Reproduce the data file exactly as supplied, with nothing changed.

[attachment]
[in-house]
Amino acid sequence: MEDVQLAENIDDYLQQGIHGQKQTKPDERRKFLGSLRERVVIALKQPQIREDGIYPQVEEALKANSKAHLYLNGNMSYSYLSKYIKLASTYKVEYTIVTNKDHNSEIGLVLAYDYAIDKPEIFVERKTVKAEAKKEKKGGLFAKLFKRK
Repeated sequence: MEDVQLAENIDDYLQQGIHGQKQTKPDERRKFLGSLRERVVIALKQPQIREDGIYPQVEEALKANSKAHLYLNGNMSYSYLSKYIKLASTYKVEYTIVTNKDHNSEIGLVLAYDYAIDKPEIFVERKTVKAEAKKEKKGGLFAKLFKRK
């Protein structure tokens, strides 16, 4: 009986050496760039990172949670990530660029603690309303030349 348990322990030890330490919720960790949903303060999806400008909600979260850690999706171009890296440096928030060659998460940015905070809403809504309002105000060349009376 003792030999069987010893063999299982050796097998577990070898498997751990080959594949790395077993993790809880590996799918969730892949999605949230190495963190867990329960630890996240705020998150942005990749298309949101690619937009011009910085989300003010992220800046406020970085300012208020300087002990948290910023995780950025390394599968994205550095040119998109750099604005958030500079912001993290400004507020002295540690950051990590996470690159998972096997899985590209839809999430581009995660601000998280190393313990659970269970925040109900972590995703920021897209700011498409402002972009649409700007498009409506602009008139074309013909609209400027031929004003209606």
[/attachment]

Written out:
[in-house]
Amino acid sequence: MEDVQLAENIDDYLQQGIHGQKQTKPDERRKFLGSLRERVVIALKQPQIREDGIYPQVEEALKANSKAHLYLNGNMSYSYLSKYIKLASTYKVEYTIVTNKDHNSEIGLVLAYDYAIDKPEIFVERKTVKAEAKKEKKGGLFAKLFKRK
Repeated sequence: MEDVQLAENIDDYLQQGIHGQKQTKPDERRKFLGSLRERVVIALKQPQIREDGIYPQVEEALKANSKAHLYLNGNMSYSYLSKYIKLASTYKVEYTIVTNKDHNSEIGLVLAYDYAIDKPEIFVERKTVKAEAKKEKKGGLFAKLFKRK
């Protein structure tokens, strides 16, 4: 009986050496760039990172949670990530660029603690309303030349 348990322990030890330490919720960790949903303060999806400008909600979260850690999706171009890296440096928030060659998460940015905070809403809504309002105000060349009376 003792030999069987010893063999299982050796097998577990070898498997751990080959594949790395077993993790809880590996799918969730892949999605949230190495963190867990329960630890996240705020998150942005990749298309949101690619937009011009910085989300003010992220800046406020970085300012208020300087002990948290910023995780950025390394599968994205550095040119998109750099604005958030500079912001993290400004507020002295540690950051990590996470690159998972096997899985590209839809999430581009995660601000998280190393313990659970269970925040109900972590995703920021897209700011498409402002972009649409700007498009409506602009008139074309013909609209400027031929004003209606």